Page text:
You might have noticed a general shift in recent years toward simplicity in brand communications, from visual design to narrative voice to packaging. This push for simplicity extends beyond websites, logos and graphics—but we can learn a lot from it as designers.
A 2012 study by Google found users consistently rated complex websites less beautiful than streamlined designs. Removing the excess makes websites more accessible to users, who judge websites in less than a second according to that same Google study.
But why does simplicity hold so much appeal?
It’s actually pretty simple: With a world full of complexity and innumerable choices, we crave simplicity and accessibility above all things. And that’s not just a theory—there’s actual proof in the idea of cognitive fluency, or the feelings people experience during the decision-making process. As it turns out, most people prefer an easy decision-making process to a difficult one.
And that fits into design, because removing unnecessarily complicated features and choices improves user experience by doing exactly that—simplifying the decision-making process. Simplicity also gives the brain less to interpret upon first glance, and again, the Google study tells us that’s how quickly users judge your website or design.
So how do you incorporate simplicity into design without losing the message?
Simplifying is actually a fantastic design tool. Stripping down a concept to its most basic level is the best way to understand the message you’re trying to send. You’re not aiming to remove the most important aspects of your design, but you do want to remove all the unnecessary add-ons.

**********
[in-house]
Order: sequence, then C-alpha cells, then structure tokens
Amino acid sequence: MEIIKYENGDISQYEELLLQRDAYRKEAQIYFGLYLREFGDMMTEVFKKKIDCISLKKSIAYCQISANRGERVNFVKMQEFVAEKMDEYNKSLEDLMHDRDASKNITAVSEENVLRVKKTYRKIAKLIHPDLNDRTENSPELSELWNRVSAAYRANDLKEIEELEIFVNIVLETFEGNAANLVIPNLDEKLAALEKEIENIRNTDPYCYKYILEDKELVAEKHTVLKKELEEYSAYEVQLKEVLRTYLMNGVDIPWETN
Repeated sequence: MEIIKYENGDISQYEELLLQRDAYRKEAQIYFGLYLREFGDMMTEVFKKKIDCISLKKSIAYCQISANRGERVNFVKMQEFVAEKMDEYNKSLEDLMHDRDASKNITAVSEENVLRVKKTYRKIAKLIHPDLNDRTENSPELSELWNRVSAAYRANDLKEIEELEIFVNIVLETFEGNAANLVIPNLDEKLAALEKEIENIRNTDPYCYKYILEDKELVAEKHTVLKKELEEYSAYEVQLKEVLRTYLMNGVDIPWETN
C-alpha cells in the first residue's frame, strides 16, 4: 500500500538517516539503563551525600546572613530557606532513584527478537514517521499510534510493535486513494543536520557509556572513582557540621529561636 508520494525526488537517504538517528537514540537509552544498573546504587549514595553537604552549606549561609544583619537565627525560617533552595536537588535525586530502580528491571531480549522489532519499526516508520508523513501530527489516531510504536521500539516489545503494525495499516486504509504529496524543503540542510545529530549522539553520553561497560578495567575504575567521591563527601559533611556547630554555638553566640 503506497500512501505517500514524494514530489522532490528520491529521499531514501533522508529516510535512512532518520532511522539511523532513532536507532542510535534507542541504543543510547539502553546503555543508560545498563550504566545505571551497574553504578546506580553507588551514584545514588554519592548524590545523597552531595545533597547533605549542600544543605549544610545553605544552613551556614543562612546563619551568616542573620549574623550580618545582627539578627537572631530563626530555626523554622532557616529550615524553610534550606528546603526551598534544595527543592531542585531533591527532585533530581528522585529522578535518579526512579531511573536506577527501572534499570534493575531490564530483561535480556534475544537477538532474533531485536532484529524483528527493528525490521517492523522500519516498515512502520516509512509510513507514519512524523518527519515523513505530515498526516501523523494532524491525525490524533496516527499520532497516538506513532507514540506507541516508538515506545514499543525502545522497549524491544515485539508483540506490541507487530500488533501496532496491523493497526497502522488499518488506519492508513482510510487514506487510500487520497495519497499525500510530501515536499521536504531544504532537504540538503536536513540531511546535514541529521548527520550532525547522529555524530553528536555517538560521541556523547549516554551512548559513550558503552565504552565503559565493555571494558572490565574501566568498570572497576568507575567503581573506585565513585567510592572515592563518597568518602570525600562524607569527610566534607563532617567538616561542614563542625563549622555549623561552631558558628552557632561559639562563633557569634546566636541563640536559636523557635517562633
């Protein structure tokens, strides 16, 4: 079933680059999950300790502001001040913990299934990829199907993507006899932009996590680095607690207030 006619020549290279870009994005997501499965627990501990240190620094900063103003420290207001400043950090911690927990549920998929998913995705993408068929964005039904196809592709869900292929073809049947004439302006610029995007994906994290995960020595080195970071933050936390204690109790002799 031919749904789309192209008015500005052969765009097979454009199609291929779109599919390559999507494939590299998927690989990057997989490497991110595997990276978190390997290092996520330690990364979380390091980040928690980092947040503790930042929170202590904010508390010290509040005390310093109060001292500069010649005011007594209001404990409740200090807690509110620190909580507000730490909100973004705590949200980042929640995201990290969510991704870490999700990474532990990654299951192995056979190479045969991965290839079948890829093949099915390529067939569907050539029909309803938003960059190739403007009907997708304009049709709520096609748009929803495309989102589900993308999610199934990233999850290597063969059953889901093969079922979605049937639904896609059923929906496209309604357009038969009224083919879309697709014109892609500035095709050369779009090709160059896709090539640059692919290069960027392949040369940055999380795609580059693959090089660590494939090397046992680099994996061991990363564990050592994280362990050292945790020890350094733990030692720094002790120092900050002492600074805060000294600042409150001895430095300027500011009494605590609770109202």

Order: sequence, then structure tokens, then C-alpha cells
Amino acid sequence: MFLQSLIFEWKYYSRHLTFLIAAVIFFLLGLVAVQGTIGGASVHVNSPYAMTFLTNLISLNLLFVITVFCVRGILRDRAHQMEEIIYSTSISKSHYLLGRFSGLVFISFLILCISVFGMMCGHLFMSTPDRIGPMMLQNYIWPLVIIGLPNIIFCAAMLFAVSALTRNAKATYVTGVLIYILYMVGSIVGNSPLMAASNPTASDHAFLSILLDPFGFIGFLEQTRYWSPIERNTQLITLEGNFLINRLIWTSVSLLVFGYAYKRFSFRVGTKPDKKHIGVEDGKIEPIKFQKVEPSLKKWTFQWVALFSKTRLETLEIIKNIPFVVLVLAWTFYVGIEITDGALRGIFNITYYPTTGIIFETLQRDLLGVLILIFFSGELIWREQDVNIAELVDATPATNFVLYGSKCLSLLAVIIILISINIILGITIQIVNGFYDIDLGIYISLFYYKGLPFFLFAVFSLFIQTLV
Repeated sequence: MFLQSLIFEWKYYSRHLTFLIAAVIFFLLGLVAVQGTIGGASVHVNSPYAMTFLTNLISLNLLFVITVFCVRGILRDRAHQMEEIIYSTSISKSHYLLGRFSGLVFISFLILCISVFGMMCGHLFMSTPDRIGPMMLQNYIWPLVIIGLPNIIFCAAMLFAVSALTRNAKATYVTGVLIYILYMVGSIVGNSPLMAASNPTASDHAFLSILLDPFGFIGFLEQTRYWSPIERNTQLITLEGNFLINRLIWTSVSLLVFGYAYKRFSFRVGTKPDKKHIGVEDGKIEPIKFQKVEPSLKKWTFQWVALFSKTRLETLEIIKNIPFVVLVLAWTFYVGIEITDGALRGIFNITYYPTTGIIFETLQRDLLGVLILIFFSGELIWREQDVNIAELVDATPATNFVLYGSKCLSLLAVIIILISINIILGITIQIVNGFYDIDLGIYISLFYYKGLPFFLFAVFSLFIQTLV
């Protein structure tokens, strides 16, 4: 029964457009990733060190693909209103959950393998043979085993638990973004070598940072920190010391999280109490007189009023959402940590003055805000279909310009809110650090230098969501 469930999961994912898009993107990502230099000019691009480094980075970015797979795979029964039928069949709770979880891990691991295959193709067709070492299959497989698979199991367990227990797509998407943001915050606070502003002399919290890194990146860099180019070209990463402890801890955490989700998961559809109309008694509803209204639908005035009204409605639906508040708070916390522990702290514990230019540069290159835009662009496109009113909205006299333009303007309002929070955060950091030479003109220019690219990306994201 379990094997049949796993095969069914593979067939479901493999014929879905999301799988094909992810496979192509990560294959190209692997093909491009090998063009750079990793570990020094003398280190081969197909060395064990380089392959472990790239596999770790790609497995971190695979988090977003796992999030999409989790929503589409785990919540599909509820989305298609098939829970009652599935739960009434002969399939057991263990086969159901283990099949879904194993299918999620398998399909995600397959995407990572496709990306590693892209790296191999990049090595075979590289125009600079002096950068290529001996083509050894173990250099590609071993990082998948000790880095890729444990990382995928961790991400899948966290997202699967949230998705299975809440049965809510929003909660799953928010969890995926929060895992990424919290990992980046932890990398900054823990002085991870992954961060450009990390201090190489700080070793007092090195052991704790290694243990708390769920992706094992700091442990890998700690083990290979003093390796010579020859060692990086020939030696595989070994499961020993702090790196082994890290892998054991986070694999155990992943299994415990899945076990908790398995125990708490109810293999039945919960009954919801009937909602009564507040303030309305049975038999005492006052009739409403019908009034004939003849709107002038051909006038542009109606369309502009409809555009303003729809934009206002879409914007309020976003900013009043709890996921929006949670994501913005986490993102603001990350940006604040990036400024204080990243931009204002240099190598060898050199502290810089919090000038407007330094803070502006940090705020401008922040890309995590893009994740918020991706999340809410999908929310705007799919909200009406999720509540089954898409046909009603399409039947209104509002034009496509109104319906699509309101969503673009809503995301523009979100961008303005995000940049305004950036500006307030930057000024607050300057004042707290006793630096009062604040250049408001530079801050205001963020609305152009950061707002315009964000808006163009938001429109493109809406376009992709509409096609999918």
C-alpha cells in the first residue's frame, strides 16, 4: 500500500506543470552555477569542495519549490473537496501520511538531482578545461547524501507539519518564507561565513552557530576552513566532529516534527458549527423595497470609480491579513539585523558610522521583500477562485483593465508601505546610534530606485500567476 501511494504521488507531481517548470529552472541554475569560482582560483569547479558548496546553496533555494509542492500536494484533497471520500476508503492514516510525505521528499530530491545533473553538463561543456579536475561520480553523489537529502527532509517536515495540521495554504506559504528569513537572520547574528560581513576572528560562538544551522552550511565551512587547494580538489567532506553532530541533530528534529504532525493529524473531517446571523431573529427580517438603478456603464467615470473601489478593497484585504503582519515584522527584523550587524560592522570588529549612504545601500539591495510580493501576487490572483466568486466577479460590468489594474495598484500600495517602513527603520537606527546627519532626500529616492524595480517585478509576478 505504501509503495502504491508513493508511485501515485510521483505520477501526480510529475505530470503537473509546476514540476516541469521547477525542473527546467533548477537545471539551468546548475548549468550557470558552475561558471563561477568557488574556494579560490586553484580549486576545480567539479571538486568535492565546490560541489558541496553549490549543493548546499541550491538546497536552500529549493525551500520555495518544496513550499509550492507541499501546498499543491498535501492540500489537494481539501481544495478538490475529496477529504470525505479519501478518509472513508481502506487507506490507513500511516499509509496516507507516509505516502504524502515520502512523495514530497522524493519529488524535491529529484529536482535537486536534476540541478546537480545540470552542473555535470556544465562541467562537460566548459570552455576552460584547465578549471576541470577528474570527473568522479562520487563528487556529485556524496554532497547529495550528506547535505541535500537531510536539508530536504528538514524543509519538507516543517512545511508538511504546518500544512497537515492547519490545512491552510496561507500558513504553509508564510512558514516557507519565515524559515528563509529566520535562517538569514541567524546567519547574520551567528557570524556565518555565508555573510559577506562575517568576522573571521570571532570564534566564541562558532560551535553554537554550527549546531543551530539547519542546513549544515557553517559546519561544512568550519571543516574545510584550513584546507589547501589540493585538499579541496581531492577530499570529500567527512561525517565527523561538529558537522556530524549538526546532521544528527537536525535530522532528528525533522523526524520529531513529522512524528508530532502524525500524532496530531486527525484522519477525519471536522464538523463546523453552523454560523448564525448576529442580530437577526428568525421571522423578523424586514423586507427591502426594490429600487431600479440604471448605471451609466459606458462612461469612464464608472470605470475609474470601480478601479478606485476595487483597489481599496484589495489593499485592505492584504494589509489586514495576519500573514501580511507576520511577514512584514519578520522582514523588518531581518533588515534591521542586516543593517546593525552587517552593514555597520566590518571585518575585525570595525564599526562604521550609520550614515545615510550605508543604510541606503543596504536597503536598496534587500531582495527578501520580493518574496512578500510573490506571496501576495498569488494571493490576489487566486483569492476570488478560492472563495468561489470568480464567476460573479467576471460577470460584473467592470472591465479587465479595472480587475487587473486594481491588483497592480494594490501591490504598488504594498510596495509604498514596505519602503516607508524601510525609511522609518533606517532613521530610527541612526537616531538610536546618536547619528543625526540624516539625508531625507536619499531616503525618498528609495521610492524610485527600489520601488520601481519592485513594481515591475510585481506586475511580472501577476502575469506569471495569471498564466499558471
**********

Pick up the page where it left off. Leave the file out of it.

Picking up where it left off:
There’s a saying in creative writing that carries over into almost all art, and it’s this: Sometimes you have to “kill your darlings.” You can love an aspect of your design, but if it doesn’t add to the overall spirit of the work, it needs to go.
To quote Antoine de Saint-Exupery, the writer and illustrator behind the masterful book The Little Prince, “Perfection is finally attained not when there is no longer anything to add, but when there is no longer anything to take away.”
On the flipside of that, you don’t to want remove parts of it just to remove them. There are also other tricks for websites—like grouping items together or having hidden drop-down menus that are easily accessible when users want them. This way, you still achieve simplicity without losing those necessary features.
Ultimately, you want to find that perfect balance, where everything is said and nothing more is said after that. Economy in design is the key.
Once you achieve that, you can build brand communications with value and mass appeal. By listening to customers’ call for simplicity while also catering to yours and your client’s artistic intentions for the work, you’ll create a design that’s as beautiful as it is accessible.